After a couple minutes jotting down their thoughts, the students shared their responses. One boy smiled as he described an example: When he’s talking to other students and they suddenly begin speaking in English, he feels as if he’s been removed from the conversation.
“How does that make you feel?” Moorhouse asked him in Spanish.
“Bad,” he replied.
“What’s your action?” Moorhouse responded.
“I walk away,” he said.
That day, Mendoza, the assistant principal, was peeking in.
“I don’t think students or people in general sometimes realize the effect that has on others who only speak one language,” Mendoza said later. “So that really stuck with me, and I thought about how we could have that conversation, perhaps, with the students … because they might not be aware that they’re doing that.”
Moorhouse then presented a challenge for the students: How can they change their thinking about a situation, in order to elicit better action? One boy gave the example of taking a hard math test that he doesn’t know the answers to, so instead, he asks to go to the bathroom.
He was stumped when Moorhouse asked him to think of a better action. She opened the floor to the group, but no one came up with an answer good enough for Moorhouse. When she pressed them to think harder, they hit on a solution: He could ask the teacher for help — for understanding the exam, or perhaps even asking to take it another day.
With about 15 minutes left, Moorhouse and Carillo passed around stress balls shaped like bee hives. They asked the students to squeeze hard and pretend that they were squeezing out the juice.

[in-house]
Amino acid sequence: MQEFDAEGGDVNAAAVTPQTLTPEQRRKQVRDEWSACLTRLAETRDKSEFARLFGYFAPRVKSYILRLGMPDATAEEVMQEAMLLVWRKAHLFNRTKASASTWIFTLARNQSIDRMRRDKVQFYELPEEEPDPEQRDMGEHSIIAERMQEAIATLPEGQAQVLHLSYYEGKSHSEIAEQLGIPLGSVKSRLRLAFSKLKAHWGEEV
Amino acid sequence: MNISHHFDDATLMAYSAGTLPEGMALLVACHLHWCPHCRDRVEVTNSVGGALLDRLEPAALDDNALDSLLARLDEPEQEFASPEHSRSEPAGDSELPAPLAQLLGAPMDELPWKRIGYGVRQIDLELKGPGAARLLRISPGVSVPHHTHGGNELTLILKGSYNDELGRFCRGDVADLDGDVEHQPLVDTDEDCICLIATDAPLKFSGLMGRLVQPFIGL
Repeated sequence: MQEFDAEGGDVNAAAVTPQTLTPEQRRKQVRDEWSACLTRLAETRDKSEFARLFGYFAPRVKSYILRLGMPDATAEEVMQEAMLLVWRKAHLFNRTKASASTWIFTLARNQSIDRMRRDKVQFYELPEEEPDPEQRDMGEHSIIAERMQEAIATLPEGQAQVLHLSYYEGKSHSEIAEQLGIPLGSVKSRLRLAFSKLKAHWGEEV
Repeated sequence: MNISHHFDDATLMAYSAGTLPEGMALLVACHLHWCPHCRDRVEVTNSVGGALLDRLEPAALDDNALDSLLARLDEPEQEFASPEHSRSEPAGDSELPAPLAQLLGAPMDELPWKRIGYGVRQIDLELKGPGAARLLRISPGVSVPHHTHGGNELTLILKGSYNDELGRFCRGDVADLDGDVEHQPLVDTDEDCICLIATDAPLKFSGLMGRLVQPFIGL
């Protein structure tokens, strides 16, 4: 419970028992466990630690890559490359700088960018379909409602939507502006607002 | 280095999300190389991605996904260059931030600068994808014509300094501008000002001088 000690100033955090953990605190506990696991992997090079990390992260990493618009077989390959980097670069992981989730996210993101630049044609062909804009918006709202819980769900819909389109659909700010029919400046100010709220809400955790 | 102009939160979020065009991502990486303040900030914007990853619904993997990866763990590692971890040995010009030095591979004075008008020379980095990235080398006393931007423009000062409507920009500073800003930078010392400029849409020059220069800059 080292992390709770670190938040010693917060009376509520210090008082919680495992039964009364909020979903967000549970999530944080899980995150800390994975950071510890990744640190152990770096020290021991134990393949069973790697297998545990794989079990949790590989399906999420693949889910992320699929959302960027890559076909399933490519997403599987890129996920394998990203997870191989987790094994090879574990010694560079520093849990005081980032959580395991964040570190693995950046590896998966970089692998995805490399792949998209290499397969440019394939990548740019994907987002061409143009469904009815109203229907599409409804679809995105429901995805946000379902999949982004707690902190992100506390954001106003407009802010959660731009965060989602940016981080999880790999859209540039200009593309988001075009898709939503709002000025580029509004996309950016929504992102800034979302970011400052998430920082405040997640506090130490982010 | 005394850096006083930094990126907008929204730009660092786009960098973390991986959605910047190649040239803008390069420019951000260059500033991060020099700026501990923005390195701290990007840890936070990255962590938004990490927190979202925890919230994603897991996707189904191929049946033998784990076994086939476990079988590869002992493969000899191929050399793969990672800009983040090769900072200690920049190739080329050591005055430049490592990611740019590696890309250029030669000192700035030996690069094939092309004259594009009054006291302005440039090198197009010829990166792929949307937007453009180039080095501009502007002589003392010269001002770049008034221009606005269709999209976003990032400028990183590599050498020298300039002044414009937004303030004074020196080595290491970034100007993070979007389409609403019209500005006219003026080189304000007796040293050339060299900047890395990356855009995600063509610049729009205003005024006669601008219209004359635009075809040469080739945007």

A couple of kids laughed as they squeezed their fists and then released pressure.
Around 2:55 p.m. Moorhouse handed out a blank calendar worksheet. For the following week, students would be expected to log how they’ve practiced relaxation strategies, such as grabbing an ice pack from the nurse or using a stress ball, when feeling stressed. One student shared that drawing helps.
It was time for dismissal. The students didn’t run out the door. They stayed back to chat with each other. A few grabbed extra bags of Skinny Pop.
As the weeks go on, Moorhouse and Carrillo will meet individually with each student to assess whether they want to talk more about their personal experiences of coming to the U.S. and what would be appropriate to share with the other students.
In those conversations, students may show signs of needing more individual counseling provided by the school, such as bursting into tears while recounting a story, Carrillo said.
Some students take a while to open up, so it’s unclear how much they’ll participate going forward, Moorhouse said. One of those quieter students is the child who had shared that there was no highlight or lowlight of her week. During the hourlong session, this student gradually opened up a little more.
And when most of the other children left at the end of the day, that student stayed behind. She wanted to talk some more one-on-one with Moorhouse.
Reema Amin is a reporter covering Chicago Public Schools. Contact Reema at firstname.lastname@example.org.